Pre-Hilalian Arabic dialects
Pre-Hilalian dialects are a result of early Arabization phases that lasted from the 7th to the 12th centuries, and that concerned the main urban settlements (Kairouan, Constantine, Tlemcen and Fez) and the neighboring harbors (respectively Mahdia and Sousse, Jijel and Collo, Rachgun and Honaine, and Badis and Tangiers), as well as the –triangular– areas between them.
- (Old) Urban dialects: those of the major historical urban settlements such as Kairouan, Tunis, Constantine, Bougie, Algiers, Tlemcen, Taza, Fez, Rabat, Tetouan and Chefchaouen ;
- "Village" and Mountain dialects: those of the areas between the four original urban settlements (Kairouan, Constantine, Tlemcen and Fez) and their respective harbors:
- All Jewish dialects of the Maghreb.
- Eastern dialects, those spoken in Libya, the Tunisian Sahel and the Constantinois ;
- Western dialects, those spoken in the Oranais and Morocco.
Additionally, the Maltese language is often classified as pre-Hilalian, since it shares many pre-Hilalian features.
Pre-Hilalian Urban dialects were formerly spoken in other cities such as Tripoli, Mascara and Azemmour, where they are extinct, replaced by the more widespread Hilalian dialects. Currently, many (Old) Urban dialects are endangered because of the prevalence of the Hilalian-based new Urban koinés in everyday communication.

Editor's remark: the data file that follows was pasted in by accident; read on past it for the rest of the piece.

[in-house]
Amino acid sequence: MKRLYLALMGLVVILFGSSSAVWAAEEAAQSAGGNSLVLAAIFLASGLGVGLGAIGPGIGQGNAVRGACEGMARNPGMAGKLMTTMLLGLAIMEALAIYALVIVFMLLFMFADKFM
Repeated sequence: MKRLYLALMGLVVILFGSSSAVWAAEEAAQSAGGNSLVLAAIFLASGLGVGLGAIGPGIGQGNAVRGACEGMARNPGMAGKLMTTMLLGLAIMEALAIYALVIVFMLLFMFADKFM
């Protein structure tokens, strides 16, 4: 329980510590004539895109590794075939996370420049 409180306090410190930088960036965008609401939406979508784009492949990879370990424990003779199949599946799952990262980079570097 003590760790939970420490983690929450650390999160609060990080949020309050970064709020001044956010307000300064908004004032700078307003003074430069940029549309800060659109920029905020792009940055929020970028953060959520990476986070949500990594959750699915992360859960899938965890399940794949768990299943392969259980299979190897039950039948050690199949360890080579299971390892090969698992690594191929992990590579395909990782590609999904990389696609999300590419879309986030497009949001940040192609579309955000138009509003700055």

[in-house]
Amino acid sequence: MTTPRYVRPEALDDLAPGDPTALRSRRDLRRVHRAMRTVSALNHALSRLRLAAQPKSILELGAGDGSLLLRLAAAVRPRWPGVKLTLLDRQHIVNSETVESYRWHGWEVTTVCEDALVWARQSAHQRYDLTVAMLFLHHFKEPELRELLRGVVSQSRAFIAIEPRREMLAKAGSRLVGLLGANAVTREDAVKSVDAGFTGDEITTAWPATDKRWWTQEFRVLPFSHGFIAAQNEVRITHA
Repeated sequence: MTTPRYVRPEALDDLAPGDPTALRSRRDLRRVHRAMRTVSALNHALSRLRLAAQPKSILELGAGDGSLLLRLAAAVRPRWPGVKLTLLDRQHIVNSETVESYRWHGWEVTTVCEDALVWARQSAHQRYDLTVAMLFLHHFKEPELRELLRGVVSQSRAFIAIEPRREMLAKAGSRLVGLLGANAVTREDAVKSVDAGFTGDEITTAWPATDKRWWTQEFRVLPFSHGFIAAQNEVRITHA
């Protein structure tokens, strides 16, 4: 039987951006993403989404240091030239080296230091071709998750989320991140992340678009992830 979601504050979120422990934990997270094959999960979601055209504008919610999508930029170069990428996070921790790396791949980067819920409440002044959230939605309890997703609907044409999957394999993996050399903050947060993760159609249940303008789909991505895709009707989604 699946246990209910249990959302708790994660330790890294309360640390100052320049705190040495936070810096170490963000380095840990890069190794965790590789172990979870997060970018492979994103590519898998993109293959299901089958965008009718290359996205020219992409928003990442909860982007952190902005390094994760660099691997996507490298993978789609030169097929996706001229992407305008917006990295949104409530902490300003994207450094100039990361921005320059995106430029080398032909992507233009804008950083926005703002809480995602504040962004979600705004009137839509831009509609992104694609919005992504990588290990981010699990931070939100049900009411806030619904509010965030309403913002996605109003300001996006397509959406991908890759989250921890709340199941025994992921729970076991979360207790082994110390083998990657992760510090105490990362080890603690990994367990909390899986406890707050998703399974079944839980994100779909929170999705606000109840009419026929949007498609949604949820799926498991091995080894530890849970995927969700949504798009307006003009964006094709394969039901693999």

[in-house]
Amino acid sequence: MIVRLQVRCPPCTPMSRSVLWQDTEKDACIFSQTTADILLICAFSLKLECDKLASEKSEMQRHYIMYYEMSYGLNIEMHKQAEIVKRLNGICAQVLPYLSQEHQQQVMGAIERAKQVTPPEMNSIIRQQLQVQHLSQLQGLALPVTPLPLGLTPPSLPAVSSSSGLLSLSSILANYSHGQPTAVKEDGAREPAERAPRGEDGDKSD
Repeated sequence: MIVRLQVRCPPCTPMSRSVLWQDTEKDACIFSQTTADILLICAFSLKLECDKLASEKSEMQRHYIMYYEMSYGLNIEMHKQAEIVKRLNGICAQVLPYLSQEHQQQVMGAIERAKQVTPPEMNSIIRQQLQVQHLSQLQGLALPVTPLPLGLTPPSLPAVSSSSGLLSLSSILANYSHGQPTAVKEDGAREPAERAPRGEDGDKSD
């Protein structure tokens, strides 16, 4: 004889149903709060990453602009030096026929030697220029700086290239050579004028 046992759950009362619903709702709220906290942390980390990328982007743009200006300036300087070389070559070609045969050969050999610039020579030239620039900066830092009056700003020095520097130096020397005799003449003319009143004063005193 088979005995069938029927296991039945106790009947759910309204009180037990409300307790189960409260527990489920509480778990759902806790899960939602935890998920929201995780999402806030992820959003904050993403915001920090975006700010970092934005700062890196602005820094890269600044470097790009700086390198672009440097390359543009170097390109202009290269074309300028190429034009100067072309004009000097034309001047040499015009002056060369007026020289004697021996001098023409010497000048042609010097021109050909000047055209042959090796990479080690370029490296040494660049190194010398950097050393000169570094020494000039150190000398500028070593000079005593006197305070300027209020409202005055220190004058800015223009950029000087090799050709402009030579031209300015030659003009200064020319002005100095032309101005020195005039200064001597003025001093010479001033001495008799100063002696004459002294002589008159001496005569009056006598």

- Dominique Caubet, « Questionnaire de dialectologie du Maghreb », in: EDNA vol.5 (2000-2001), pp.73–92
- Kees Versteegh, « The Dialects of Arabic », in: The Arabic Language, Columbia University Press (1997), pp.148–172
- Martine Vanhove, « De quelques traits prehilaliens en maltais », in: Peuplement et Arabisation au Maghreb Occidental (Dialectologie et Histoire), Casa Velazquez - Universidad de Zaragoza (1998), pp.97-108